Webs 320T and 320B then pass from units 360 and 380, respectively, to nip roller web joining unit 390. At unit 390, webs 320T-B are adhesively joined by way of adhesive coating 120. Referring also to FIG. 2, this adhesive joining of webs 320T-B forms the aforementioned coupled portion 140 which acts to permanently bond together, substantially, top ply 130 and base ply 100. Adhesive coating 120 also provides, in combination with release coating 110, the aforementioned releasable bond between ply 130 and ply 100 in uncoupled portion 150 of label 10.
Adhesively joined webs 320T-B then pass to final re-wind unit 395 where the combined webs are re-wound into a supply roll of a finished product 399P carrying individual labels 10 (as additionally shown in FIG. 4). Finished product 399P is then made available to a customer for use in the customer's roll-fed wrap labeling machines.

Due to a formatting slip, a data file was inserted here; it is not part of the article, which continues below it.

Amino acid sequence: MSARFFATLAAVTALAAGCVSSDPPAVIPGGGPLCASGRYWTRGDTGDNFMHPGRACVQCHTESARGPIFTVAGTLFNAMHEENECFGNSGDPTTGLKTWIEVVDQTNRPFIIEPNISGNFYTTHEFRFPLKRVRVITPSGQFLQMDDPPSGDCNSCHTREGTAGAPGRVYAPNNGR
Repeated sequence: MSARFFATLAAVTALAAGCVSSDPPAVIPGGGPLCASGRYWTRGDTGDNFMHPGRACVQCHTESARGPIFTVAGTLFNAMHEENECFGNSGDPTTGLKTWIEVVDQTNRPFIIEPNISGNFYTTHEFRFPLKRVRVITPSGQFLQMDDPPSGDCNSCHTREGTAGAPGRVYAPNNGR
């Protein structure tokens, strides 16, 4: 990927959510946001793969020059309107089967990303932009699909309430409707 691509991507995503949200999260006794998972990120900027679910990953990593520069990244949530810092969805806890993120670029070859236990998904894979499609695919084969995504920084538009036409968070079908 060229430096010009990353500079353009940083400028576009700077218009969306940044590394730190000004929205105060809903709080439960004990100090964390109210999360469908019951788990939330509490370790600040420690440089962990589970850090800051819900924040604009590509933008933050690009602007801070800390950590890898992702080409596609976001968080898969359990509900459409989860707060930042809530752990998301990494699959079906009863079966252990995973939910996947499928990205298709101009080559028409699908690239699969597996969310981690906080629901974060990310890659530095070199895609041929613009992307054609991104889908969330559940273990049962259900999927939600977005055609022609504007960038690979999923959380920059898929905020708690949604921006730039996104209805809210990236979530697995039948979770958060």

While the present invention has been particularly shown and described with reference to the accompanying figures, it will be understood, however, that other modifications thereto are of course possible, all of which are intended to be within the true spirit and scope of the present invention. It should be appreciated that components of the invention aforedescribed may be substituted for other suitable components for achieving desired similar results, or that various accessories may be added thereto.
For example, top ply 130 could comprise multiple plies, to form a multi-page booklet-type extended text wrap label.
It is to be appreciated that any of the aforedescribed coatings and graphics may be selectively provided in any suitable combination on label 10, for a particular use thereof. For example, back surface 137 of top ply 130 could receive coatings 110 and 120 thereon (as described relative to top surface 105 of base ply 100).
It is to be understood that any suitable alternatives may be employed to provide the extended text wrap label of the present invention, along with its manufacturing scheme.